Mercury was at its greatest western elongation this morning, placing it as far from the Sun and as high in the sky as it gets, with this autumn appearance the best of 2017 for a morning showing for Mercury. Even so, you can see how Mercury is always low and easy to miss. However, this morning it was obvious to the naked eye.

Mars and Mercury will be in close conjunction at dawn on the morning of September 16.

Rocky Planets at Dawn (Sept. 12, 2017)

It was a fine morning to be up early and enjoy the solar system show.

— Alan, September 12, 2017 / © 2017 Alan Dyer /


Farewell Winter Sky

Panorama of the Winter Sky in March

As we celebrate the official arrival of spring in the Northern Hemisphere, we bid adieu to the stars of winter.

This was the scene last night from my backyard, of Orion and the surrounding constellations of the winter sky setting into the southwest in the early evening. Each night they will set sooner and sooner, even as the nights continue to grow shorter and the Sun sets later.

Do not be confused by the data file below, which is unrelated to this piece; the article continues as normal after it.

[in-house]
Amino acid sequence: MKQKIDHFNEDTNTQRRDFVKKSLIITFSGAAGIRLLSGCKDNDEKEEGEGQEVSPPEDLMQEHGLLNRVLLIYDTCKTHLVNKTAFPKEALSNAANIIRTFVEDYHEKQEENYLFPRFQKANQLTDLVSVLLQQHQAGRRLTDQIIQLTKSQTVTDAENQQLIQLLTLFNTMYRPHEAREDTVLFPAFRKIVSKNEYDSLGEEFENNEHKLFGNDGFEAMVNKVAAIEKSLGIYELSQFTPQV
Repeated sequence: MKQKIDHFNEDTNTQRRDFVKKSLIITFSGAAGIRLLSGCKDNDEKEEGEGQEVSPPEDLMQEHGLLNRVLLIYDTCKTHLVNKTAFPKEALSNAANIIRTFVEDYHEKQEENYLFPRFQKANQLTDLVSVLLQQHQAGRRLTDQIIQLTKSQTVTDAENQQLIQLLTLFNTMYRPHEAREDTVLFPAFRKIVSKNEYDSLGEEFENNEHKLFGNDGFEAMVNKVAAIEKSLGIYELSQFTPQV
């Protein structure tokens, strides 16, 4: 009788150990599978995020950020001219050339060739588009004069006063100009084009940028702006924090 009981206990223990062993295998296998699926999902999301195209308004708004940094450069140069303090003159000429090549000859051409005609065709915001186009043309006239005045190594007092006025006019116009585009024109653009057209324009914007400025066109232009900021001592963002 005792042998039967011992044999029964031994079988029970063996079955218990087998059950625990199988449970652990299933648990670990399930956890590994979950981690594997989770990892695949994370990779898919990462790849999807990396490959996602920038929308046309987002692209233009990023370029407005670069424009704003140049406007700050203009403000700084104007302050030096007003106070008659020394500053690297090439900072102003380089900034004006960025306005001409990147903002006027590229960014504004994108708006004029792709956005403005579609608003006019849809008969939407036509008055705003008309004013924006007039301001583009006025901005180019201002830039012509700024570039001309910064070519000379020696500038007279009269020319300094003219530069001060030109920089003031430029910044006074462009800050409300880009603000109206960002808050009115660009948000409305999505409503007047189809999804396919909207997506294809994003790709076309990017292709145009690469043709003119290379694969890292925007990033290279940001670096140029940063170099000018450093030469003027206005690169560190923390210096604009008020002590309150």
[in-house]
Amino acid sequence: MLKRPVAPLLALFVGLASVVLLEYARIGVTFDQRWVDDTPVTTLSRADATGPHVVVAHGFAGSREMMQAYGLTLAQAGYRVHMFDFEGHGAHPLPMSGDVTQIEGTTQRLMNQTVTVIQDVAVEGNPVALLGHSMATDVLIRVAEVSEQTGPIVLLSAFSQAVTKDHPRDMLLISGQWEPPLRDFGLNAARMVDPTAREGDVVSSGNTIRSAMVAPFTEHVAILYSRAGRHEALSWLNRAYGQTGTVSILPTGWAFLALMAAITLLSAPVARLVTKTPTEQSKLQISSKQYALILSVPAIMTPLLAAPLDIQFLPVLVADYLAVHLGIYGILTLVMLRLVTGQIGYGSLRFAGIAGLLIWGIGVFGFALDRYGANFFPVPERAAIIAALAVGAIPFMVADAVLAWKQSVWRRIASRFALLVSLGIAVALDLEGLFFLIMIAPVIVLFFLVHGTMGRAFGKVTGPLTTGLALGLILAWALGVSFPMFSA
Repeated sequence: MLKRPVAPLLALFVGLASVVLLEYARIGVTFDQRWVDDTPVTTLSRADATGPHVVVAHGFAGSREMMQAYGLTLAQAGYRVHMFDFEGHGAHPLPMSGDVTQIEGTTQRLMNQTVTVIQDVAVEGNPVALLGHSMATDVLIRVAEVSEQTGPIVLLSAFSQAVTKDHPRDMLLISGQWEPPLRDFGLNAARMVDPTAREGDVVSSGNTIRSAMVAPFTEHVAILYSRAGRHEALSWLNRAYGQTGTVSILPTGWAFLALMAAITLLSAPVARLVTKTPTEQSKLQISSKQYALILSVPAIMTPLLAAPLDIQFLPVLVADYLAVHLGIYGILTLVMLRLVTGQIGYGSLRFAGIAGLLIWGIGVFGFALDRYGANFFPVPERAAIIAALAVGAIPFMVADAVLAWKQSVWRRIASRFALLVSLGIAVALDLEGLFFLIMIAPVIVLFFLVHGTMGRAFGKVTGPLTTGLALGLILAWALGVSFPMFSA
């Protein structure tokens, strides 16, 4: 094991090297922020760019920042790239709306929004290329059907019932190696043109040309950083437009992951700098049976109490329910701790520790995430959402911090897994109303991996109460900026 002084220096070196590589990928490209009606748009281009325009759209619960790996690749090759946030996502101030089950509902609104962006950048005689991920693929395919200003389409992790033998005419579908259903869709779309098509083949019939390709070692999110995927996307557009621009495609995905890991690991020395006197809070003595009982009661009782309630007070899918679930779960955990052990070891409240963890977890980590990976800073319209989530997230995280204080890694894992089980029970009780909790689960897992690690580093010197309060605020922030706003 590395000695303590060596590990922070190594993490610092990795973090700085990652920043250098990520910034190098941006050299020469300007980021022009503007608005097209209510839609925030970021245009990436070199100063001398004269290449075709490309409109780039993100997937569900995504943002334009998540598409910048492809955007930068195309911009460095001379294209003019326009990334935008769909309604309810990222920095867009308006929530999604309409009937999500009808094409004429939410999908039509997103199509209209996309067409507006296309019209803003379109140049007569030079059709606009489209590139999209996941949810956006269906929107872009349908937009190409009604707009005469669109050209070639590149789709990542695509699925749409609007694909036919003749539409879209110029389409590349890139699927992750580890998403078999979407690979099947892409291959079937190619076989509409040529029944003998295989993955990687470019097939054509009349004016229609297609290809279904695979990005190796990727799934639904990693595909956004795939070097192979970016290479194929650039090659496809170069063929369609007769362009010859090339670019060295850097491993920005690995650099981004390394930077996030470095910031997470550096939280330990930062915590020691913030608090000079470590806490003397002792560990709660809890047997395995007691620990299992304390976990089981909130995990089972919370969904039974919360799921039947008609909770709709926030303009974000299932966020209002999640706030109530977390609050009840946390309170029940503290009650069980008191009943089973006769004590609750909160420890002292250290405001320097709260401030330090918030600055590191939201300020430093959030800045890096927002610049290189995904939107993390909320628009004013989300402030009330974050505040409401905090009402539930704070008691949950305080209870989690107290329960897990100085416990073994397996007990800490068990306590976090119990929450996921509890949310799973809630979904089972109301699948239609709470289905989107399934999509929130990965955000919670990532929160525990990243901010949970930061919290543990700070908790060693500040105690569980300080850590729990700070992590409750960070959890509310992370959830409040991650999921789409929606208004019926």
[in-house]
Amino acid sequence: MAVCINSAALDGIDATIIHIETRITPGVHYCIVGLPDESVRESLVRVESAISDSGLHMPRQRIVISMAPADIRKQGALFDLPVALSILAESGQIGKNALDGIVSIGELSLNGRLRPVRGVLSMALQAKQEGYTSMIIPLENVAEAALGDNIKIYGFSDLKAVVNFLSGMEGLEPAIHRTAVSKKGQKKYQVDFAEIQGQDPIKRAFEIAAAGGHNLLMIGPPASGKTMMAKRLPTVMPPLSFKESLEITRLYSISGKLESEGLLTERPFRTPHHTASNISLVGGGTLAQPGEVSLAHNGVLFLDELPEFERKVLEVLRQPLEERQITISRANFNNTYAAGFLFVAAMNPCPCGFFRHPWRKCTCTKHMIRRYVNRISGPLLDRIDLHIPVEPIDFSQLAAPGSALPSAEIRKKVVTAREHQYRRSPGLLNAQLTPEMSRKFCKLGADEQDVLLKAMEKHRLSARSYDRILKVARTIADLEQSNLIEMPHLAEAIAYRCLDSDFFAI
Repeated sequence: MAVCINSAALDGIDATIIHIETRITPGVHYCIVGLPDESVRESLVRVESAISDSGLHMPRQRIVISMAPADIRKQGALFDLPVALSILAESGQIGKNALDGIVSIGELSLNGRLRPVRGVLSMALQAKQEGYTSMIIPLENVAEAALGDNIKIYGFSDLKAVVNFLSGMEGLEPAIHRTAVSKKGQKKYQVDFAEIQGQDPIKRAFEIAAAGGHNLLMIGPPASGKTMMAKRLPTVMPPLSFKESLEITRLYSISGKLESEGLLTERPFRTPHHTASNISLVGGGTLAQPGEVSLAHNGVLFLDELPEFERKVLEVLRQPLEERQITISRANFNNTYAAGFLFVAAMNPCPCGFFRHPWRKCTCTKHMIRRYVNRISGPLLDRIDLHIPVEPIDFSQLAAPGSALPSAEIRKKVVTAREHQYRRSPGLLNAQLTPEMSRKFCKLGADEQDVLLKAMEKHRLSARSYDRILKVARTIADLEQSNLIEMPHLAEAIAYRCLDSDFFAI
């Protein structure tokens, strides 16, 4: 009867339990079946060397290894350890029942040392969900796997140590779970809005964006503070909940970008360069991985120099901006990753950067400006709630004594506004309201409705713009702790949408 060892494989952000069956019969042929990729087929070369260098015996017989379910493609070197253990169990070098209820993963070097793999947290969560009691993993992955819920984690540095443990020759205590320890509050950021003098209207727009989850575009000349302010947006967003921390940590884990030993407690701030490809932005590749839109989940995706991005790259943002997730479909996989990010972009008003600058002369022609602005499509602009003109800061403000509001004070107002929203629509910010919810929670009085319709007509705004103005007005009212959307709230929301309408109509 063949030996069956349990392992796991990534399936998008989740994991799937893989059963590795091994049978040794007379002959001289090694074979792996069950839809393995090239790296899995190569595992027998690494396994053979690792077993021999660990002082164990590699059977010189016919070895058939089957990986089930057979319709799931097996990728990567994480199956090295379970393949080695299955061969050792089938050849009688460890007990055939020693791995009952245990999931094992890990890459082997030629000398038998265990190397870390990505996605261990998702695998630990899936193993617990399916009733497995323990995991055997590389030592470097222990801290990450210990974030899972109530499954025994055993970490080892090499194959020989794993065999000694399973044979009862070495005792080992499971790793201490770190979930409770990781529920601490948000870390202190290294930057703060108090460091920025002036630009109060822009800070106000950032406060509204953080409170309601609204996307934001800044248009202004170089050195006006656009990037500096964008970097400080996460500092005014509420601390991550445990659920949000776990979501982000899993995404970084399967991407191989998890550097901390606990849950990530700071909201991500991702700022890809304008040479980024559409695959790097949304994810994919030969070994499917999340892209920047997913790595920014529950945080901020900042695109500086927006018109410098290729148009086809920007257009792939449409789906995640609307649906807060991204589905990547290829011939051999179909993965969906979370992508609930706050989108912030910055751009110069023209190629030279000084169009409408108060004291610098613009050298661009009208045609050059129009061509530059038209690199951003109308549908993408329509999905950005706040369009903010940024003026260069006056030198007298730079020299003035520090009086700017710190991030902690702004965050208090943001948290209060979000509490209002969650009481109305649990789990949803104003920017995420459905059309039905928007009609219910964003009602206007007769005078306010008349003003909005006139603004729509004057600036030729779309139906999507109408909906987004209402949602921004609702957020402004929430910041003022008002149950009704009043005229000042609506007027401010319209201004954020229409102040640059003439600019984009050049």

By late April Orion will be gone from our Northern Hemisphere sky — he hangs around until well into May for sites south of the equator.

Panorama of the Winter Sky in March (with Labels)
A horizon-to-zenith panorama of the winter consellations on a March evening as they set into the southwest. Taken from home March 19, 2017. This is a panorama of 5 panels, each with the 20mm Sigma Art lens at f/2, and Nikon D750 at ISO 3200, for 25 seconds each. Stitched with Adobe Camera Raw.

In this version I’ve labeled the main characters in this winter hunting scene – including some of the deep-sky “Messier”  objects like M45, the Pleiades; M44, the Beehive star cluster; and M42, the Orion Nebula.